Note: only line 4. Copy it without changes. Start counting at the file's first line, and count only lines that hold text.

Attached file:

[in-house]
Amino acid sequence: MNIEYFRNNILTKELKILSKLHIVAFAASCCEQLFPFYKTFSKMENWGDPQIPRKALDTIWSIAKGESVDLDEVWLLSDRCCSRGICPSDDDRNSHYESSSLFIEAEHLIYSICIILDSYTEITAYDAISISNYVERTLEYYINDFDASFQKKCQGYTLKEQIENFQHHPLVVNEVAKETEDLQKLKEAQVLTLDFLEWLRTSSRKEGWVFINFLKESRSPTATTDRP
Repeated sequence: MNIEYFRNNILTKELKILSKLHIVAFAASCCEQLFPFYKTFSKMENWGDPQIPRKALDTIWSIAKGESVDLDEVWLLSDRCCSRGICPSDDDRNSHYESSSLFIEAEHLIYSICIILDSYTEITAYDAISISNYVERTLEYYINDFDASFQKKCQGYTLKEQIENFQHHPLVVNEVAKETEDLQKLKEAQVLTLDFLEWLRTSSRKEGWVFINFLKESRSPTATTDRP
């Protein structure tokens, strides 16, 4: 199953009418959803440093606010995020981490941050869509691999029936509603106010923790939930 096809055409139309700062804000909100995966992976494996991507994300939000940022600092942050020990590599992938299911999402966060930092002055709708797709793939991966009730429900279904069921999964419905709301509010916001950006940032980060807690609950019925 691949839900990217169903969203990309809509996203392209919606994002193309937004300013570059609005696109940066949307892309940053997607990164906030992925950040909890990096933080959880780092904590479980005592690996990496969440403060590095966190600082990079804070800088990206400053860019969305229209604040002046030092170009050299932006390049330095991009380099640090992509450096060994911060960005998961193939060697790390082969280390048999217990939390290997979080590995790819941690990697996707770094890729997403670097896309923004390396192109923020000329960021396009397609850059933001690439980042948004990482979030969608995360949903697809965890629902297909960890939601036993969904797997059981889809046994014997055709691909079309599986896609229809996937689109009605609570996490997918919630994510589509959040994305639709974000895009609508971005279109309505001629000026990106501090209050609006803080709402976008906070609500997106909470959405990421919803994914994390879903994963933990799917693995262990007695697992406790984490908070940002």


């Protein structure tokens, strides 16, 4: 199953009418959803440093606010995020981490941050869509691999029936509603106010923790939930 096809055409139309700062804000909100995966992976494996991507994300939000940022600092942050020990590599992938299911999402966060930092002055709708797709793939991966009730429900279904069921999964419905709301509010916001950006940032980060807690609950019925 691949839900990217169903969203990309809509996203392209919606994002193309937004300013570059609005696109940066949307892309940053997607990164906030992925950040909890990096933080959880780092904590479980005592690996990496969440403060590095966190600082990079804070800088990206400053860019969305229209604040002046030092170009050299932006390049330095991009380099640090992509450096060994911060960005998961193939060697790390082969280390048999217990939390290997979080590995790819941690990697996707770094890729997403670097896309923004390396192109923020000329960021396009397609850059933001690439980042948004990482979030969608995360949903697809965890629902297909960890939601036993969904797997059981889809046994014997055709691909079309599986896609229809996937689109009605609570996490997918919630994510589509959040994305639709974000895009609508971005279109309505001629000026990106501090209050609006803080709402976008906070609500997106909470959405990421919803994914994390879903994963933990799917693995262990007695697992406790984490908070940002």